Review: Darwin’s Unfinished Symphony by Kevin N. Layland

darwin symphonyA version of this review appeared in Issue 75 of Cosmos Magazine, July 2017 

The runaway evolution that drove human brilliance

Darwin’s Unfinished Symphony: How Culture Made the Human Mind
Princeton University Press (2017)

Evolutionary biologists are often loath to admit the vast gap that exists between our own brilliance and the relatively modest smarts of our animal brethren. Tracing an evolutionary sequence of incremental changes in body shape from apes to humans is reasonably simple. Charting changes in intellect presents more of a challenge. Humans alone have built particle accelerators, propelled astronauts into space, and manipulated the genetic code of other organisms. No other animal even comes close.

In Darwin’s Unfinished Symphony, Kevin Laland not only admits that a seemingly insurmountable gap exists, he takes up the challenge of explaining how a step-wise process of natural selection – as it was first explored by Darwin in his Descent of Man (1871) – can be used to explain what sets the human mind so dramatically apart.

Laland draws on more than two decades of work in his own lab, as well as work by other animal behaviourists and evolutionary biologists, to argue that culture has colluded with genetics to catapult humans far ahead of other animals on the intelligence league board. His elegant theory also positions the human mind as an architect in its own evolution.

Laland traces human intelligence back to its elemental components. Conveniently, many of these components, such as the abilities to imitate, innovate, teach and communicate, have been rigorously interrogated in a staggering array of species, from honeybees to crows, stickleback fish to chimpanzees, dolphins to meerkats.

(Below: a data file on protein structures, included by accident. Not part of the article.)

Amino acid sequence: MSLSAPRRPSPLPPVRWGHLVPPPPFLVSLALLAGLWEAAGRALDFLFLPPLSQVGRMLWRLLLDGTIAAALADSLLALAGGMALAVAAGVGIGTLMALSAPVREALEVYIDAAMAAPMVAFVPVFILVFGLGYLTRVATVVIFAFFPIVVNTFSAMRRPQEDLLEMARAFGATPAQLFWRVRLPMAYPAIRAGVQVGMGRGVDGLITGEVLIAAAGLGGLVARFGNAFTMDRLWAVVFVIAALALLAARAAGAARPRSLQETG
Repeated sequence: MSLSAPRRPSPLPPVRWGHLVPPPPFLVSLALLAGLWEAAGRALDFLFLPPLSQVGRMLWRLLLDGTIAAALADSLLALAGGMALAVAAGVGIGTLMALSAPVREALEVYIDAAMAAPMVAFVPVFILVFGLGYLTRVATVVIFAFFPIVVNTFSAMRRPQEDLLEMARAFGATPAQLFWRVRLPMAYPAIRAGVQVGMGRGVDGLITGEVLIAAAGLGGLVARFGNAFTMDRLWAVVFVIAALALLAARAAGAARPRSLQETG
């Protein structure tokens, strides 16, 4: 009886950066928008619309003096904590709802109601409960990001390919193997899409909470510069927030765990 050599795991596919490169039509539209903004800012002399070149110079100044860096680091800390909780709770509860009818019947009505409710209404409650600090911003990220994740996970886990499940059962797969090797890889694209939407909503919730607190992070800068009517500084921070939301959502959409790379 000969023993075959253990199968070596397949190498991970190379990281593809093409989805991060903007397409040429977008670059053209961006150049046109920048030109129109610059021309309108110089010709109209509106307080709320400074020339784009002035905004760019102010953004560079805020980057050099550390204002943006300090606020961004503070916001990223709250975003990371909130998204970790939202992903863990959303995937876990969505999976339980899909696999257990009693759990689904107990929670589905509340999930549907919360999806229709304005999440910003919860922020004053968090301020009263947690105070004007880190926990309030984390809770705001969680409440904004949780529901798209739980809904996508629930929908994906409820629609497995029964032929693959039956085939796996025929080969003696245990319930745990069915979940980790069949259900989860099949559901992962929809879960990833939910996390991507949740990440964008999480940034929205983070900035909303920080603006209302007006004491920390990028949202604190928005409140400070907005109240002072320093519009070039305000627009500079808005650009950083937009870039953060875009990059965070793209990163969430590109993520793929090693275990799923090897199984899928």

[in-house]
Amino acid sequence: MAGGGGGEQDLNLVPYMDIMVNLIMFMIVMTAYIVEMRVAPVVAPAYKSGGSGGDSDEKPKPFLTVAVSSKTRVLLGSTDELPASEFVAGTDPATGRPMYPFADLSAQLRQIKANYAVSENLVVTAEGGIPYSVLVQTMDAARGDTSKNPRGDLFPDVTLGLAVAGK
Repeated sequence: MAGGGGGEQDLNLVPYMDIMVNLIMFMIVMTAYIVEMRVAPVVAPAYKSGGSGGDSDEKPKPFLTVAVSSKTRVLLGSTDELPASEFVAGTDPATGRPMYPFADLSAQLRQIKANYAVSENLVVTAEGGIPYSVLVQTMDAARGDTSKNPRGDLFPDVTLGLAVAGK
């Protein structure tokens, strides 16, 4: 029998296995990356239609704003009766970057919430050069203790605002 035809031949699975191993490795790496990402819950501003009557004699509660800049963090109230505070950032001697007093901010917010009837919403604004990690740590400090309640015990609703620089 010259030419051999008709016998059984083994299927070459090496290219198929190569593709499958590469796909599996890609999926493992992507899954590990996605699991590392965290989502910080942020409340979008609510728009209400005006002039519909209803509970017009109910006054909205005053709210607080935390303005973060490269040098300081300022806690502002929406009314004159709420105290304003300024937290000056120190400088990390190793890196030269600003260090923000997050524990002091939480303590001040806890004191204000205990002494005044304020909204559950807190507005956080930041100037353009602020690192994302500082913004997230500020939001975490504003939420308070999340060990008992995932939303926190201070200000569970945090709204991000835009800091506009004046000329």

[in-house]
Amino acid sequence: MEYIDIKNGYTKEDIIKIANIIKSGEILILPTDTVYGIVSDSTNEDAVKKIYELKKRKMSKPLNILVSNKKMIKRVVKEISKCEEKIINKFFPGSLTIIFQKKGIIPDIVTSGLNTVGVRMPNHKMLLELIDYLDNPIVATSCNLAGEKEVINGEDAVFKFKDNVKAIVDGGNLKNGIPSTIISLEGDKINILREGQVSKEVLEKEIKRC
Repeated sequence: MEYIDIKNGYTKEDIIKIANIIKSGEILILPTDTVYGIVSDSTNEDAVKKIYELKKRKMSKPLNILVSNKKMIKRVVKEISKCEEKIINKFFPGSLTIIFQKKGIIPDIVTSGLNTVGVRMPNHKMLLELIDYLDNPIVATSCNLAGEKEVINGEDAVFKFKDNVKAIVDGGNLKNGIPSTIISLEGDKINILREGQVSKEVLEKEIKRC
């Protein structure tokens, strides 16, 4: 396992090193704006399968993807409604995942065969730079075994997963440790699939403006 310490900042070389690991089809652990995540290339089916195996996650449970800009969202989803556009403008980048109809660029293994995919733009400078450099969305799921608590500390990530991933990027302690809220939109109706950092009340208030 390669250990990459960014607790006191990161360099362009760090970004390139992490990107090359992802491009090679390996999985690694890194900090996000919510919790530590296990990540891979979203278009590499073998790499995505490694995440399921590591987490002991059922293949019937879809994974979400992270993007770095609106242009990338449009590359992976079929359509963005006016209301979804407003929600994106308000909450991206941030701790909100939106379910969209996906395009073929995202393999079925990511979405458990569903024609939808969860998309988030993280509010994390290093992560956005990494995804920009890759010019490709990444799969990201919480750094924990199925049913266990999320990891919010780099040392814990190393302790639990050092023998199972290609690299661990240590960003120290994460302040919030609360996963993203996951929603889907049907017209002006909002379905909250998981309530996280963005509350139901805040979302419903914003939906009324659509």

In recent decades, it has become clear that none of these skills is entirely unique to humans. Chimpanzees use tools to solve puzzles, meerkats teach their young how to kill scorpions, whales bellow out songs in regional dialects. But only in humans do these components come as a package deal. And all promote the evolution of large brains and greater intelligence.

Once our ancestors became reliant on two of these foundational elements – the ability to innovate, and the ability to accurately copy the behaviours of more learned members of our social group – a path towards culture was set. Innovation brought things like stone tools, which became entrenched in our culture thanks to our ability to copy, teach and communicate with each other.

As each of these cognitive skills was honed, more cultural practices were added to our repertoire and retained from one generation to the next. The cultural practices in turn cemented the mental abilities we needed in order for culture to thrive and become more complex. Rather than being a simple outgrowth of human mental abilities, says Laland, culture is part of the explanation for those mental abilities.